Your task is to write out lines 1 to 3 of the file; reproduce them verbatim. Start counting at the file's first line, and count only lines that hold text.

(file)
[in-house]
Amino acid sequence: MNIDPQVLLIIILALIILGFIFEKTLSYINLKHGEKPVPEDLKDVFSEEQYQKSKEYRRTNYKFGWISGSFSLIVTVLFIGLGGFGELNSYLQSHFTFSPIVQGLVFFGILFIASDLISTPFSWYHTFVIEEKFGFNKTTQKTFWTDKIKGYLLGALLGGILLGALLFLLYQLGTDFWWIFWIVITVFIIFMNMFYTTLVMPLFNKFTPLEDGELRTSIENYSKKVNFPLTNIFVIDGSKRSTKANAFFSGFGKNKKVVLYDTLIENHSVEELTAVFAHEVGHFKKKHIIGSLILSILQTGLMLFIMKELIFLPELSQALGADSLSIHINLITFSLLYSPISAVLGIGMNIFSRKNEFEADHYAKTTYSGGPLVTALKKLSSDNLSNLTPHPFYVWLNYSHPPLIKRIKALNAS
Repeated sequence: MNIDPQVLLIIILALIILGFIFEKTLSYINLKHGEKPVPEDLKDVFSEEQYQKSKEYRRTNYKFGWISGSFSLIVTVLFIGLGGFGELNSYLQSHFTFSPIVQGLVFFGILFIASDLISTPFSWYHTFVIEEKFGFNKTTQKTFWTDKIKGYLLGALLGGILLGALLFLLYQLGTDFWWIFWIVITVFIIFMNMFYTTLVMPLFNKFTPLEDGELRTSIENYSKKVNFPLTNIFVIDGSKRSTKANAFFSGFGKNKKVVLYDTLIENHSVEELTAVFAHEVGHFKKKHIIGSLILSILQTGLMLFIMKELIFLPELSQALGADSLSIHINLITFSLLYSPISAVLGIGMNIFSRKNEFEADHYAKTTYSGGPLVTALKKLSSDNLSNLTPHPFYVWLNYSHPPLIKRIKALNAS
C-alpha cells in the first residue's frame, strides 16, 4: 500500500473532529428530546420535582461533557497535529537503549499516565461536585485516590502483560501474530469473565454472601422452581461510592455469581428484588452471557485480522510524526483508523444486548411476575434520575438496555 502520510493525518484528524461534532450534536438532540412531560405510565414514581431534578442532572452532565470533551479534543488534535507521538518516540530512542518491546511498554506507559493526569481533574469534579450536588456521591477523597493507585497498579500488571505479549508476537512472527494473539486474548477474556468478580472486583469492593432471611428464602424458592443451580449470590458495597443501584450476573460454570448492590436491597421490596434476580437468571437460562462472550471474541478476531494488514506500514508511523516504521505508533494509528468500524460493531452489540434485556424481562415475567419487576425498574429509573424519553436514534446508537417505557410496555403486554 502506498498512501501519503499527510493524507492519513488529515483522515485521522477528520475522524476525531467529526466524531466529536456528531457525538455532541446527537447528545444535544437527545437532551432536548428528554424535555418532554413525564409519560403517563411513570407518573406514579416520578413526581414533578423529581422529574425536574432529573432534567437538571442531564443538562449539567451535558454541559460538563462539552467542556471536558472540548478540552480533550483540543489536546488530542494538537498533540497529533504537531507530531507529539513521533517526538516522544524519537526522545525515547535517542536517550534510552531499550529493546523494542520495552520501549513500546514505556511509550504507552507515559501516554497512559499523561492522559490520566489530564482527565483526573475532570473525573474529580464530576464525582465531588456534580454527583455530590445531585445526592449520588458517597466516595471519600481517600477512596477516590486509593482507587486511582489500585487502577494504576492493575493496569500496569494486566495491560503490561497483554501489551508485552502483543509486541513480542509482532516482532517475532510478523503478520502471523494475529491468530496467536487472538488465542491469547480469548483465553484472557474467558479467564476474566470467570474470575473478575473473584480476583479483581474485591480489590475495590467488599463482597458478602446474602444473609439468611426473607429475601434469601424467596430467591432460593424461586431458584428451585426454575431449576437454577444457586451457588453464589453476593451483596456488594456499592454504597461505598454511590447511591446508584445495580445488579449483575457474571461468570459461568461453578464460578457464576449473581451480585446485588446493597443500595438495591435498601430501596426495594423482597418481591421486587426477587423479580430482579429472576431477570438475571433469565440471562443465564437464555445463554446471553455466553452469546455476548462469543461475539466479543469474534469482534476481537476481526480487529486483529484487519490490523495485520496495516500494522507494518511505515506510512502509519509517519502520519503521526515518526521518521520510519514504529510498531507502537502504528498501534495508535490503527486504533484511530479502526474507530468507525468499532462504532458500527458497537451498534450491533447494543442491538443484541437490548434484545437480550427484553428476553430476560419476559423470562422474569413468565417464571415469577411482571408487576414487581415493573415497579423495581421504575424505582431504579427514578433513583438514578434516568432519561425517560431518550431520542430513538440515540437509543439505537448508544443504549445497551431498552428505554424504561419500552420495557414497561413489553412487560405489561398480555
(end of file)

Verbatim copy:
[in-house]
Amino acid sequence: MNIDPQVLLIIILALIILGFIFEKTLSYINLKHGEKPVPEDLKDVFSEEQYQKSKEYRRTNYKFGWISGSFSLIVTVLFIGLGGFGELNSYLQSHFTFSPIVQGLVFFGILFIASDLISTPFSWYHTFVIEEKFGFNKTTQKTFWTDKIKGYLLGALLGGILLGALLFLLYQLGTDFWWIFWIVITVFIIFMNMFYTTLVMPLFNKFTPLEDGELRTSIENYSKKVNFPLTNIFVIDGSKRSTKANAFFSGFGKNKKVVLYDTLIENHSVEELTAVFAHEVGHFKKKHIIGSLILSILQTGLMLFIMKELIFLPELSQALGADSLSIHINLITFSLLYSPISAVLGIGMNIFSRKNEFEADHYAKTTYSGGPLVTALKKLSSDNLSNLTPHPFYVWLNYSHPPLIKRIKALNAS
Repeated sequence: MNIDPQVLLIIILALIILGFIFEKTLSYINLKHGEKPVPEDLKDVFSEEQYQKSKEYRRTNYKFGWISGSFSLIVTVLFIGLGGFGELNSYLQSHFTFSPIVQGLVFFGILFIASDLISTPFSWYHTFVIEEKFGFNKTTQKTFWTDKIKGYLLGALLGGILLGALLFLLYQLGTDFWWIFWIVITVFIIFMNMFYTTLVMPLFNKFTPLEDGELRTSIENYSKKVNFPLTNIFVIDGSKRSTKANAFFSGFGKNKKVVLYDTLIENHSVEELTAVFAHEVGHFKKKHIIGSLILSILQTGLMLFIMKELIFLPELSQALGADSLSIHINLITFSLLYSPISAVLGIGMNIFSRKNEFEADHYAKTTYSGGPLVTALKKLSSDNLSNLTPHPFYVWLNYSHPPLIKRIKALNAS